Hole in the Day's death was national news, and rumors of its cause were many: personal jealousy, retribution for his claiming to be head chief of the Ojibwe, retaliation for the attacks he fomented in 1862, or retribution for his attempts to keep mixed-blood Ojibwe off the White Earth Reservation. Still later, investigators found evidence of a more disturbing plot involving some of his closest colleagues: the business elite at Crow Wing.
While most historians concentrate on the Ojibwe relationship with whites to explain this story, Anton Treuer focuses on interactions with other tribes, the role of Ojibwe culture and tradition, and interviews with more than fifty elders to further explain the events leading up to the death of Hole in the Day. "The Assassination of Hole in the Day "is not only the biography of a powerful leader but an extraordinarily insightful analysis of a pivotal time in the history of the Ojibwe people.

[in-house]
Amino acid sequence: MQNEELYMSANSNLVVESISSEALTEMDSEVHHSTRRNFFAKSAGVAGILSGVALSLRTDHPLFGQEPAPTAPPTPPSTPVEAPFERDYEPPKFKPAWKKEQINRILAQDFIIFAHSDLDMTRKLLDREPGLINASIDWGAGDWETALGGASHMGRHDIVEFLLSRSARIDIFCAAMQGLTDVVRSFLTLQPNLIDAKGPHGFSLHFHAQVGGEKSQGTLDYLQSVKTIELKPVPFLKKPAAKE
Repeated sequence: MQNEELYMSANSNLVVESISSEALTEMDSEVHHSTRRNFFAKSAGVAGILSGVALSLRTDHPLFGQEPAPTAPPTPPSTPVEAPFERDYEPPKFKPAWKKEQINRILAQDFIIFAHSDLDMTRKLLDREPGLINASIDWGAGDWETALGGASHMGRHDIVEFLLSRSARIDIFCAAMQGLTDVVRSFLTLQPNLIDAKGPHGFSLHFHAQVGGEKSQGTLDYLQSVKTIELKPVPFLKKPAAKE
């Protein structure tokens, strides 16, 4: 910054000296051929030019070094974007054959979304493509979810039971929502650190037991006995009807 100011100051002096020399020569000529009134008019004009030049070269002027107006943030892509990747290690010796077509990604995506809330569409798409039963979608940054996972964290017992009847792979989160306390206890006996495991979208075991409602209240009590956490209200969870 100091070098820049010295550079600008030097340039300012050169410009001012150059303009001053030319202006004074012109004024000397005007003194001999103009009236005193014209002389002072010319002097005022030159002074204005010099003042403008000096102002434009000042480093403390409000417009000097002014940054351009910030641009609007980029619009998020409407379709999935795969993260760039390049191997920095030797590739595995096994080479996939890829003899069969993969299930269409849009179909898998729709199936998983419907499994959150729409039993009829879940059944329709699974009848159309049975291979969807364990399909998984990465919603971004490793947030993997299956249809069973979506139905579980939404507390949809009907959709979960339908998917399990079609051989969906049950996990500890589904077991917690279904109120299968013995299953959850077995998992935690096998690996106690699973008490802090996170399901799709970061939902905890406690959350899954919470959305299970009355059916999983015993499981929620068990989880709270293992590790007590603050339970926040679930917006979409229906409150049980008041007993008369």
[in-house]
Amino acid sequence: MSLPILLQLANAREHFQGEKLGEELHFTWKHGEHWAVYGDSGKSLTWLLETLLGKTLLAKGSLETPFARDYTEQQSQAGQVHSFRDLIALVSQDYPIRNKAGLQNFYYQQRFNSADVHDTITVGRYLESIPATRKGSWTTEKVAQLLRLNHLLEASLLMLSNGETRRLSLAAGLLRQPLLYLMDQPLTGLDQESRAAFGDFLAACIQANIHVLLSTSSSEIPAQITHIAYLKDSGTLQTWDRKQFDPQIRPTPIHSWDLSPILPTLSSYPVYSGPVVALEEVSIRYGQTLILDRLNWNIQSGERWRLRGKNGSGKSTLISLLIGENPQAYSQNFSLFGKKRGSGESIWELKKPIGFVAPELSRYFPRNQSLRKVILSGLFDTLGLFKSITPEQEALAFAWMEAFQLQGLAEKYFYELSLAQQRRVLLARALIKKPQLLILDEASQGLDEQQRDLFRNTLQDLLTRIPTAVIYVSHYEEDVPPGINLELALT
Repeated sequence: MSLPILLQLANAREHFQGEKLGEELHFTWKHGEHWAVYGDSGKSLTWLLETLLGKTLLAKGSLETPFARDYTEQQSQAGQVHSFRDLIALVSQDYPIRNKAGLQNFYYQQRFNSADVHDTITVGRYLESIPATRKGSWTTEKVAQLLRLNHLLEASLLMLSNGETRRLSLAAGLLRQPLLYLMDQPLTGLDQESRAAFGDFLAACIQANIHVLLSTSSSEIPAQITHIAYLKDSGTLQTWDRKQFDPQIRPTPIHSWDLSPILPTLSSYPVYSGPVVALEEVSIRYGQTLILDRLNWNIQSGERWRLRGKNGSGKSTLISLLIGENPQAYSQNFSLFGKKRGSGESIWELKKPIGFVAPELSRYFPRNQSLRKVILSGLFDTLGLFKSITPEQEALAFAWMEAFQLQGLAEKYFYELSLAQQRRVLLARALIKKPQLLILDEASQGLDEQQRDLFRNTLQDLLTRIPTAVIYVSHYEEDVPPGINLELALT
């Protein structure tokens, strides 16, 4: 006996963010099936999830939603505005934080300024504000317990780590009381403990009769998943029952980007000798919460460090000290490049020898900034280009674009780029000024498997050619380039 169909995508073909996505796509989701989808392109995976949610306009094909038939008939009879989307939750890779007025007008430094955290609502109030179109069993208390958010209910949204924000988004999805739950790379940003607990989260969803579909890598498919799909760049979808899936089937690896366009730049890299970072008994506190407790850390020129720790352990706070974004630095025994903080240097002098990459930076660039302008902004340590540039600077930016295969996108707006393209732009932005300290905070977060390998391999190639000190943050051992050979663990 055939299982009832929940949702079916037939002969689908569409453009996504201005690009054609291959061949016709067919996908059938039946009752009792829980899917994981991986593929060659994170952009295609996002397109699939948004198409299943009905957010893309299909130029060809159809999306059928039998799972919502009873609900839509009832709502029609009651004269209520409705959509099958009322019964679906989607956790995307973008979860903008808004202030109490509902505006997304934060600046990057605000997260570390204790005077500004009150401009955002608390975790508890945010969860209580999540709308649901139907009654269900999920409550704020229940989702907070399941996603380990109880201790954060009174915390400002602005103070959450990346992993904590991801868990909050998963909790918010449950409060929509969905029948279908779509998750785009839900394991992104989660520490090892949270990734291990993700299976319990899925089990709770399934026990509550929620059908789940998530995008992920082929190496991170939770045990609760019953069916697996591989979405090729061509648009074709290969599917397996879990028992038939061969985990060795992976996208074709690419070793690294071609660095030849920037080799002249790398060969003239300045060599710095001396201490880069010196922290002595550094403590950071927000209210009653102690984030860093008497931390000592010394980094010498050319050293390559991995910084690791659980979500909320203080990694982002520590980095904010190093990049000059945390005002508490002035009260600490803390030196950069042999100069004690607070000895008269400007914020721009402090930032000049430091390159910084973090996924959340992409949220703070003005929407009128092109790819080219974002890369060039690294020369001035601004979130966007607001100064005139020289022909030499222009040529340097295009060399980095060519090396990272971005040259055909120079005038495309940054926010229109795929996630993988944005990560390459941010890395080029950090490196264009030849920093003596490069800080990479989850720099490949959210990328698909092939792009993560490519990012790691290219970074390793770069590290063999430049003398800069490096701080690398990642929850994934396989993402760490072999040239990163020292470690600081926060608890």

" An essential study of nineteenth-century Ojibwe leadership and an important contribution to the field of American Indian Studies by an author of extraordinary knowledge and talent. Treuer's work is infused with a powerful command over Ojibwe culture and linguistics."
--Ned Blackhawk, author of "Violence Over the Land: Indians and Empires in the Early American West"
Anton Treuer, professor of Ojibwe at Bemidji State University, is the author of "Ojibwe in Minnesota "and several books on the Ojibwe language. He is also the editor of "Oshkaabewis Native Journal," the only academic journal of the Ojibwe language.